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Robinson v. Myers

United States District Court, M.D. Alabama, Southern Division

December 11, 2014

TERRY LEE ROBINSON, # 246309, Petitioner,
v.
WALTER MYERS, et al., Respondents.

RECOMMENDATION OF THE MAGISTRATE JUDGE

SUSAN RUSS WALKER, Chief Magistrate Judge.

I. INTRODUCTION

In this petition for writ of habeas corpus under 28 U.S.C. § 2254 filed on March 20, 2013, petitioner Terry Lee Robinson ("Robinson") challenges the 2006 judgment of the Circuit Court of Houston County, Alabama, revoking his state probation.[1] The respondents argue that Robinson's petition is time-barred by the one-year federal limitation period in 28 U.S.C. § 2244(d). The court concludes that the petition is untimely and should be denied without an evidentiary hearing.

II. DISCUSSION

Controlling Statute of Limitations

Title 28 U.S.C. § 2244(d) provides the statute of limitations for federal habeas petitions and states:

(1) A 1-year period of limitation shall apply to an application for a writ of habeas corpus by a person in custody pursuant to the judgment of a State court. The limitation period shall run from the latest of -
(A) the date on which the judgment became final by the conclusion of direct review or the expiration of the time for seeking such review;
(B) the date on which the impediment to filing an application created by State action in violation of the Constitution or laws of the United States is removed, if the applicant was prevented from filing by such State action;
(C) the date on which the constitutional right asserted was initially recognized by the Supreme Court, if the right has been newly recognized by the Supreme Court and made retroactively applicable to cases on collateral review; or
(D) the date on which the factual predicate of the claim or claims presented could have been discovered through the exercise of due diligence.
(2) The time during which a properly filed application for State post-conviction or other collateral review with respect to the pertinent judgment or claim is pending shall not be counted toward any period of limitation under this subsection.

28 U.S.C. § 2244(d).

Relevant State Court Proceedings

In February 2005, Robinson pled guilty in the Houston County Circuit Court to breaking and entering a motor vehicle and second-degree theft of property. He was sentenced to consecutive terms of ten and five years' imprisonment. The sentences were suspended and he was placed on probation.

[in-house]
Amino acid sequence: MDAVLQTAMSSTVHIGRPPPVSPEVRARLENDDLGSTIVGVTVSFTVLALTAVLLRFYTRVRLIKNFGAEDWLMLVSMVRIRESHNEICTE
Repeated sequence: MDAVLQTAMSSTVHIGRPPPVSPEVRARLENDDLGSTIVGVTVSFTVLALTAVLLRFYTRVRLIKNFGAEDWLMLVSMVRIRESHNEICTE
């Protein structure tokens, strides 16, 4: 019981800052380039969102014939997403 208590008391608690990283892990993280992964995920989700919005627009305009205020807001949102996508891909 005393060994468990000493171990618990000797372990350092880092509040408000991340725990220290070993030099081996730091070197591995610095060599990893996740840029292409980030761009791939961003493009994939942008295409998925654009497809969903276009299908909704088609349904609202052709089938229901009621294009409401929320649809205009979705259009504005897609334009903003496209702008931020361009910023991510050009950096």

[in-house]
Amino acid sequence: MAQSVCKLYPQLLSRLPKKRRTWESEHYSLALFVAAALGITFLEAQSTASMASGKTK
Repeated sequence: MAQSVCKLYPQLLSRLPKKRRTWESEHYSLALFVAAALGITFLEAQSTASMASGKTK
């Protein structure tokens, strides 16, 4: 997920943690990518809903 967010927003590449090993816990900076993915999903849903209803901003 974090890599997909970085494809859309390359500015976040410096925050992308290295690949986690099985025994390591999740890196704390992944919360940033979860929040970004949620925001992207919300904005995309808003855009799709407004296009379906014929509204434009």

On February 28, 2006, the Houston County Circuit Court entered an order directing Robinson to appear for a hearing on March 30, 2006, to show cause why his probation should not be revoked based on his failure to pay fines, court costs, and restitution. Robinson failed to appear for that hearing, and on March 30, 2006, the Houston County Circuit Court entered an order revoking his probation and ordering him to serve his sentence of consecutive terms of ten and five years' imprisonment. Robinson took no appeal from the revocation judgment.

On May 25, 2012, Robinson filed a petition for post-conviction relief under Ala.R.Crim.P. 32 in the trial court arguing that his probation was improperly revoked in March 2006. The trial court denied the Rule 32 petition on June 15, 2012, finding it was untimely under the applicable limitation period. See Ala.R.Crim.P. 32.2(c). Robinson appealed, and in an unpublished memorandum opinion issue on October 26, 2012, the Alabama Court of Criminal Appeals affirmed the trial court's judgment. Robinson applied for rehearing, which was overruled on November 12, 2012. He then filed a petition for writ of certiorari with the Alabama Supreme Court, which that court denied on February 15, 2013. A certificate of judgment was entered that same date.

Application of Federal Limitation Period

Because Robinson took no appeal from the Houston County Circuit Court's March 30, 2006, revocation judgment, that judgment became final 42 days later, on May 11, 2006, when the time for appeal under Alabama law expired. See Ala.R.App.P. 4(b)(1). Under 28 U.S.C. § 2244(a)(1)(A), Robinson then had until May 11, 2007, to file a federal habeas petition considered timely, absent any periods of statutory or equitable tolling.